If a manager’s expectations aren’t clear, it’s likely that employees will become confused, bored or resentful and more focused on their own survival than how they can help your business succeed.
Keep deadlines realistic
Before you give your employees a deadline to meet goals or complete projects, you need to realistically determine:
- What milestones will be used to measure progress?
- What steps are required to meet the goal?
- How much time should it take to complete the goal?
- Is our timeline challenging but achievable?
- What other projects is this person or team handling, and is their overall workload realistic?
Again, clear direction about goals and objectives will be vital to the success of the project.
Be specific about the milestones that will be used to gauge success. Don’t make your employees struggle to identify what those milestones are. Confusion or lack of firm direction causes frustration, which wastes time and generates unnecessary stress.
Some managers like to keep pressure on their teams, believing this spurs productivity. However, when you don’t allow adequate time for employees to meet deadlines, team members are likely to feel overworked and frustrated. Tempers may flare, and employees are more apt to disengage than to work together toward a common goal.
Balance accountability and authority
It’s important that each manager strikes a balance between accountability and authority.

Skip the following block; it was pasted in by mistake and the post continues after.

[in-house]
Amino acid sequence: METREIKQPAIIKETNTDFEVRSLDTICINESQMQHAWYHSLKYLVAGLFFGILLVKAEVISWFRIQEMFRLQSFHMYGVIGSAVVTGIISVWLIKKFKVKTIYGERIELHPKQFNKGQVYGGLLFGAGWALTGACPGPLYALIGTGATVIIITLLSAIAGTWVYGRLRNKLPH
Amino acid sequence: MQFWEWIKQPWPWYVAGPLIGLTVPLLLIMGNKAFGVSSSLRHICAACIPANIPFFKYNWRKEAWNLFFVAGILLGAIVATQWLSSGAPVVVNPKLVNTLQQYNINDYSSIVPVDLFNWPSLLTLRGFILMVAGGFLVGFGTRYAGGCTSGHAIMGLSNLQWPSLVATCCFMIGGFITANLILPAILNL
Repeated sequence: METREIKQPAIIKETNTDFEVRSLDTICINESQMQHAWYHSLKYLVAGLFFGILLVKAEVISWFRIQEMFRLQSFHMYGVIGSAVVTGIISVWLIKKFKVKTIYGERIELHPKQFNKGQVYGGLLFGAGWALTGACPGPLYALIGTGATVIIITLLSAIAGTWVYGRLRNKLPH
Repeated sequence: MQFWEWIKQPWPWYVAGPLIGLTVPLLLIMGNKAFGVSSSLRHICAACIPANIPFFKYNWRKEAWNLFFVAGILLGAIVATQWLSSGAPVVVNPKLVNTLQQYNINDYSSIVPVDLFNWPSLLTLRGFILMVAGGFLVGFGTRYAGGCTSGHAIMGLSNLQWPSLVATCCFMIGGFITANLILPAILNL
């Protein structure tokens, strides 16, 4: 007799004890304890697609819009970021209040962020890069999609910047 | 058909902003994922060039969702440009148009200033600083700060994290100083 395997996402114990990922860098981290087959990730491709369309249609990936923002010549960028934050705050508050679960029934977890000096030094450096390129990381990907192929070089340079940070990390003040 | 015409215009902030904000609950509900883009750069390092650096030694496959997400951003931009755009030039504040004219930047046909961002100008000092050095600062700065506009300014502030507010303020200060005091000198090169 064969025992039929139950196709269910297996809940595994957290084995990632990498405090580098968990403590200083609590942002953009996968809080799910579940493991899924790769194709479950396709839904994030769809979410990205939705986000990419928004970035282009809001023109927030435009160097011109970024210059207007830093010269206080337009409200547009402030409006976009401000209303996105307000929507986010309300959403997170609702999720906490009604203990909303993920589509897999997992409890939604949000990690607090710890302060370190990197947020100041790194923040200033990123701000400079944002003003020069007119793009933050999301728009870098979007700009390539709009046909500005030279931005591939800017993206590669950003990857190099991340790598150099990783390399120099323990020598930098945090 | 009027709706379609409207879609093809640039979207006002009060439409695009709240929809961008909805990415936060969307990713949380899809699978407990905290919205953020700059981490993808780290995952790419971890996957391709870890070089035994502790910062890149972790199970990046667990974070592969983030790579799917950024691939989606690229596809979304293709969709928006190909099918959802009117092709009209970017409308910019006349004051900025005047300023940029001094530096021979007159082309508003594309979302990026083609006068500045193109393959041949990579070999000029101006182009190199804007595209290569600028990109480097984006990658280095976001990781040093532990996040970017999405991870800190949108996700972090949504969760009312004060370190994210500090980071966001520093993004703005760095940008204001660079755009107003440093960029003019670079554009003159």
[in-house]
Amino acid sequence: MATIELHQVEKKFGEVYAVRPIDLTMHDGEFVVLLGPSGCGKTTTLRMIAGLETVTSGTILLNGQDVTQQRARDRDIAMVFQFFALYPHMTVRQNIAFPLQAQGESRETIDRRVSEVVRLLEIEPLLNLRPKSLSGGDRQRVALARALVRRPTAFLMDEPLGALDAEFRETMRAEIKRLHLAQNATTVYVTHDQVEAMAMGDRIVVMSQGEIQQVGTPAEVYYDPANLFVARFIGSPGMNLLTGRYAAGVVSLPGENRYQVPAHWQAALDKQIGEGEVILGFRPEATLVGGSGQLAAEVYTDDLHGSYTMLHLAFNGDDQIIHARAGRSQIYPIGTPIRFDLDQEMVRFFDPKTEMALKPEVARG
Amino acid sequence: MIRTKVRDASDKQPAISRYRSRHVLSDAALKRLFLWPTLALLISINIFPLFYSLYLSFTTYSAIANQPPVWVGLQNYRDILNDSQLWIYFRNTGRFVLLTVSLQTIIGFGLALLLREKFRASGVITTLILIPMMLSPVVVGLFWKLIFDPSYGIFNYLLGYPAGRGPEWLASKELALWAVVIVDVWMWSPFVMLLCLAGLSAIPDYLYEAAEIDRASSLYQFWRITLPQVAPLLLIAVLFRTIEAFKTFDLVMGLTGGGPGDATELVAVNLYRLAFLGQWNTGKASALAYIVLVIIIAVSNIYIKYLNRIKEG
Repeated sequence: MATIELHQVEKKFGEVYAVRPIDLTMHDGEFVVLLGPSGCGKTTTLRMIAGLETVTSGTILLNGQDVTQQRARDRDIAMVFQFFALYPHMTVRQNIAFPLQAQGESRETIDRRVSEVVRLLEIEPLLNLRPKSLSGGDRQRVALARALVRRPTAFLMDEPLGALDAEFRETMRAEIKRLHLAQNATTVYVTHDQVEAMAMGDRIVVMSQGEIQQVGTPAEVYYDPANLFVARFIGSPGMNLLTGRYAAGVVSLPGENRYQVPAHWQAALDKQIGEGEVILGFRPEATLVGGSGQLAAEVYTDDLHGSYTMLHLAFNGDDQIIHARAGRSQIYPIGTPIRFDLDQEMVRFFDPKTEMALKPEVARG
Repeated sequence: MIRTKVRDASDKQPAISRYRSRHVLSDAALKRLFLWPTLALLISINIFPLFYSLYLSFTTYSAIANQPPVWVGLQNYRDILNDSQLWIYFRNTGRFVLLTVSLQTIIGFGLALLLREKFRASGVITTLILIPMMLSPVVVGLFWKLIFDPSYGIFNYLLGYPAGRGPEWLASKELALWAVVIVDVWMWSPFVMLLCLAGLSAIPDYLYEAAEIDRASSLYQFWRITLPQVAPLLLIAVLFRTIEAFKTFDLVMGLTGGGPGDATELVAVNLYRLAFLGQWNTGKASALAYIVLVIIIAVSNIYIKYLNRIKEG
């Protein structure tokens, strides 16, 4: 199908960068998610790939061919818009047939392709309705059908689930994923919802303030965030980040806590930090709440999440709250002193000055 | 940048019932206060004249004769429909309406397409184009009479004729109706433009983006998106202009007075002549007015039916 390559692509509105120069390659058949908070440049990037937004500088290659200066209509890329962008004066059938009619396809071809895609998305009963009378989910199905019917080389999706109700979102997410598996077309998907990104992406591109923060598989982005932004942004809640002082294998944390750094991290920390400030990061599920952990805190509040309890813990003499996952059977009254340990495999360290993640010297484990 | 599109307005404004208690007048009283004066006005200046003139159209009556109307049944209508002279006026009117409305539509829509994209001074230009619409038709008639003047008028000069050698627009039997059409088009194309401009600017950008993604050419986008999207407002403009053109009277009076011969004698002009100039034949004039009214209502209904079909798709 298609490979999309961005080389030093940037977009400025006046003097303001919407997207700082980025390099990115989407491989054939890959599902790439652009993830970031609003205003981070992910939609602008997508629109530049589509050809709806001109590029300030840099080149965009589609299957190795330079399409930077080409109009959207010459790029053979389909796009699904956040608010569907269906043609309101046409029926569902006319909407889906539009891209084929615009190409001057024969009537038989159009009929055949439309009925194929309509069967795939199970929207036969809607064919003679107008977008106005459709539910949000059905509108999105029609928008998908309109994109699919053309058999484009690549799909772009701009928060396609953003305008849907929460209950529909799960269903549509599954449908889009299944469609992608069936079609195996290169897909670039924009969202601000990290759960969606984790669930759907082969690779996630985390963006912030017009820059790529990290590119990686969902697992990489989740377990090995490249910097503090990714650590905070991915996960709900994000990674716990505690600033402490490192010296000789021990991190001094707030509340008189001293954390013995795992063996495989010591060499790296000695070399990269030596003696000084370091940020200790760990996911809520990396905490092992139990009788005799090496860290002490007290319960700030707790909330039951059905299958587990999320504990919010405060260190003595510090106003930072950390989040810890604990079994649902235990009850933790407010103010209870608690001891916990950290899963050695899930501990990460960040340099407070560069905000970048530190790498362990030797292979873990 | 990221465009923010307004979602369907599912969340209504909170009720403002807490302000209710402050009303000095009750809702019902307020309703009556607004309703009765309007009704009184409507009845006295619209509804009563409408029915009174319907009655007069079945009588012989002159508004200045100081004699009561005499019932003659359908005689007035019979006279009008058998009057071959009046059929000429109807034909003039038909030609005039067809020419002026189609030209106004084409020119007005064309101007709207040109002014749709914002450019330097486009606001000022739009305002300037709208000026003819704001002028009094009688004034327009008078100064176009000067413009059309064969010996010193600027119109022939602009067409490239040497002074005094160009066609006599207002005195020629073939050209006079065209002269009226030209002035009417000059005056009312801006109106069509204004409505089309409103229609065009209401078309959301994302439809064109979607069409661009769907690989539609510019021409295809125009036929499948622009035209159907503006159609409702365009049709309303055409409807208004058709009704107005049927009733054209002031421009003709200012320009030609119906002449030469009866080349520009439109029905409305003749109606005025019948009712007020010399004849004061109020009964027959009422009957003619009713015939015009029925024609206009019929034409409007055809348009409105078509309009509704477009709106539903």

Accountability means setting expectations and putting clear, meaningful consequences in place. Positive consequences include constructive feedback, increased responsibility, and simply knowing that milestones and progress are measured. Negative consequences might include having to work late to fix a problem, being denied a promotion, or failure to earn a productivity bonus.
But, to be clear, more responsibility must be accompanied by the authority to get the job done. That means providing adequate resources to them and their team, as well as the latitude to make decisions and execute their own ideas. They’ll also need direct access to management, stakeholders and other decision-makers to get timely buy-in and approval.
You and your employees need to find the right balance between performance goals and the autonomy in deciding how to achieve them.
Remember to listen
Effective managerial communication is about more than talking and sending explanatory emails. Listening is the other vital component to improving employee productivity.
Yes, managers shape productivity and engagement using the vision and mission established at higher levels of leadership. But good managers realize that information needs to flow both ways.